Kampala, Uganda | AFP | A notorious Ugandan tabloid made its much anticipated return to news stands Monday after a two-month shutdown prompted by a story that Kampala was allegedly plotting to topple President Paul Kagame of neighbouring Rwanda.
Some vendors in the centre of the capital Kampala said the Red Pepper sold out in minutes.
The newspaper, which specialises in sensational gossip and political scoops, was closed in November.
Eight of its editors and directors were originally charged with treason but later faced charges of offensive communication, publication of information prejudicial to security and damaging the reputation of President Yoweri Museveni, his brother, and the security minister.
But last week Museveni pardoned them, clearing the way for the paper’s return to the streets.
The presidency said the pardon followed a promise from the paper’s management to “become more professional”.
Arinaitwe Rugyendo, a co-founder of the Red Pepper, told AFP: “We are going to polish our style but we will not self-censor.”
He insisted the paper would continue to be “bolder than the rest”.
Best known as a scandal sheet exposing the sex lives of local celebrities and businesspeople, the Red Pepper has also cultivated a reputation as a media pioneer willing to publish stories of state corruption.
The paper has attracted criticism outside Uganda for identifying alleged homosexuals in the conservative country where prejudice against sexual minorities has deep roots.
“The Red Pepper divides opinion. There are very many people who don’t appreciate its style,” said Peter Mwesige, executive director of the Kampala-based African Centre for Media Excellence.
– Flashy stories, serious impact –
A 2017 report by Reporters Without Borders ranked Uganda ranked 112 out of 180 countries for media freedom.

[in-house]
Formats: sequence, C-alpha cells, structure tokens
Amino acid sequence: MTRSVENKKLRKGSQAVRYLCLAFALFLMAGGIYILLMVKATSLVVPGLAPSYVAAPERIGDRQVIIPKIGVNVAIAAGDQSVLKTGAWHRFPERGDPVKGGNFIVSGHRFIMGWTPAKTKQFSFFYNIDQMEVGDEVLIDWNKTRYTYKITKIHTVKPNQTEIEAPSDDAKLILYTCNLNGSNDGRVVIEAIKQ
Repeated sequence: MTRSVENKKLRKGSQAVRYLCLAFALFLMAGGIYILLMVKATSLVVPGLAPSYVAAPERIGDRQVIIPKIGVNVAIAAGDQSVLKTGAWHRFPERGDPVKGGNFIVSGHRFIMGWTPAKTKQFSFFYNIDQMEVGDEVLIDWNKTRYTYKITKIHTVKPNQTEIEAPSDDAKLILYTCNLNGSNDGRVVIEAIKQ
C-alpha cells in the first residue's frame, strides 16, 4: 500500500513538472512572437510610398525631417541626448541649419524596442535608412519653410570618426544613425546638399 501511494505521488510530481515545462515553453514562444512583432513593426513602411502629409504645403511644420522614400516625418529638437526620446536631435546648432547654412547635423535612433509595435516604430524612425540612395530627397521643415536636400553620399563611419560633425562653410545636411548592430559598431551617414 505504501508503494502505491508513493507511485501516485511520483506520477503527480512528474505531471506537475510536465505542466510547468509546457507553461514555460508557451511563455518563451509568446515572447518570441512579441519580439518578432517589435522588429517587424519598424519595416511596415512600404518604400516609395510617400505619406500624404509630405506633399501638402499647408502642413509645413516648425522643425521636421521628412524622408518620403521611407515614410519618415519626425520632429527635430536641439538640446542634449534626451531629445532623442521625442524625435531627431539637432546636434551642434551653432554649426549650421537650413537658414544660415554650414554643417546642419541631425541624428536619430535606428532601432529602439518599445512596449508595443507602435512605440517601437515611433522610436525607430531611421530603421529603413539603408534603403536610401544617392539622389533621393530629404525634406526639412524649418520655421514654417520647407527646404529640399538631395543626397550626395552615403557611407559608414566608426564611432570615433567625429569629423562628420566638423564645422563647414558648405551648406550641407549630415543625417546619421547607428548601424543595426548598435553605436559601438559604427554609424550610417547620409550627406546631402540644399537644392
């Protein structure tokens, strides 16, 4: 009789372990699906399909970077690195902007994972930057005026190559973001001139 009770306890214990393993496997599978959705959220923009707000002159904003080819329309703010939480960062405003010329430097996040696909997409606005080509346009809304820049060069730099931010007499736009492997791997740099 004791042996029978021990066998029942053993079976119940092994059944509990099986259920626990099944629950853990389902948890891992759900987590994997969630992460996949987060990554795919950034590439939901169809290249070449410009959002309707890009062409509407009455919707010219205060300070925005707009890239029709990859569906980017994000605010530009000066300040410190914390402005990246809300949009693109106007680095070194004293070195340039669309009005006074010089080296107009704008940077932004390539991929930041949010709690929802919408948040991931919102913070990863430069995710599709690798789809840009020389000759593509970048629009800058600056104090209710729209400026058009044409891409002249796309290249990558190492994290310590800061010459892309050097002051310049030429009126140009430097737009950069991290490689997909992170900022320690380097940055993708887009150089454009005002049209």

“Beyond the flashier stories Red Pepper has contributed by widening the horizons of what the media can publicly carry. There are lots of stories that have entered the public domain because Red Pepper has published them,” said Mwesige.
“Stories on the military, the first family, and the ownership of property by public officials wouldn’t have been exposed if not for Red Pepper.”
In central Kampala, people gathered round newsstands eager to read the front page editorial splash which declared “Our Story How Red Pepper ‘Died’ And Rose From The Grave After Two Months”.
A total of nine pages were dedicated to describing the editors’ experience, comparing the reopening to a Biblical resurrection.
“I’m happy it’s back,” said Patrick Higenyi, a 46-year-old civil servant. “I think they can talk the reality rather than deceiving the country.”
Following the November shutdown some Ugandans celebrated on social media accusing the tabloid of ruining their lives with its scurrilous stories.
But, said Mwesige, “To think you can sacrifice the freedom of Red Pepper but maintain media freedom is misguided.”
However, he was critical of the opaque, closed-door deal last week between Museveni and senior managers that paved the way for the Red Pepper’s return.
“If there is ever a case of a chilling effect on the media, this is it,” he warned.